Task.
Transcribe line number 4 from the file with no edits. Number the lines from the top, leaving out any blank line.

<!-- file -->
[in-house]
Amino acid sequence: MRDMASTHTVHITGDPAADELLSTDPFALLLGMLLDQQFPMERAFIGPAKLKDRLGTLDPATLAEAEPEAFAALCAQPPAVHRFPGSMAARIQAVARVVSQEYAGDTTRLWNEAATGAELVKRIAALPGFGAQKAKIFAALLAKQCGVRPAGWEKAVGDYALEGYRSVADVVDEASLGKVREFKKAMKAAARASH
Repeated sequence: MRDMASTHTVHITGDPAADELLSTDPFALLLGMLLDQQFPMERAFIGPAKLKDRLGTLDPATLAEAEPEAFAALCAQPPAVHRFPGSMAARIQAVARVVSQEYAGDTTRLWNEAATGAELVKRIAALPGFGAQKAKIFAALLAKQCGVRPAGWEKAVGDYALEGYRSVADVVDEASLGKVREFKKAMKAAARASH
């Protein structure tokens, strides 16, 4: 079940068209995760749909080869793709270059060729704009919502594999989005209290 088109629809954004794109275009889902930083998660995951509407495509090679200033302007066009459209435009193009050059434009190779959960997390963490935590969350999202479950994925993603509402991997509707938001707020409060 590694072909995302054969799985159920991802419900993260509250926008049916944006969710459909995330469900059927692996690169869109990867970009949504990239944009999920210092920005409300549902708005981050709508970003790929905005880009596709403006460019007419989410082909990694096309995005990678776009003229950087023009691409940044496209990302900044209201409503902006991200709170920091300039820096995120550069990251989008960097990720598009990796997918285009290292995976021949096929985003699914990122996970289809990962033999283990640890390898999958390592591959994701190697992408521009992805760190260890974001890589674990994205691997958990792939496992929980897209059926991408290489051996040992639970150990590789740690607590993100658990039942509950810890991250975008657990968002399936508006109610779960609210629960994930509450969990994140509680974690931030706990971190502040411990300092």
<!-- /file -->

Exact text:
């Protein structure tokens, strides 16, 4: 079940068209995760749909080869793709270059060729704009919502594999989005209290 088109629809954004794109275009889902930083998660995951509407495509090679200033302007066009459209435009193009050059434009190779959960997390963490935590969350999202479950994925993603509402991997509707938001707020409060 590694072909995302054969799985159920991802419900993260509250926008049916944006969710459909995330469900059927692996690169869109990867970009949504990239944009999920210092920005409300549902708005981050709508970003790929905005880009596709403006460019007419989410082909990694096309995005990678776009003229950087023009691409940044496209990302900044209201409503902006991200709170920091300039820096995120550069990251989008960097990720598009990796997918285009290292995976021949096929985003699914990122996970289809990962033999283990640890390898999958390592591959994701190697992408521009992805760190260890974001890589674990994205691997958990792939496992929980897209059926991408290489051996040992639970150990590789740690607590993100658990039942509950810890991250975008657990968002399936508006109610779960609210629960994930509450969990994140509680974690931030706990971190502040411990300092």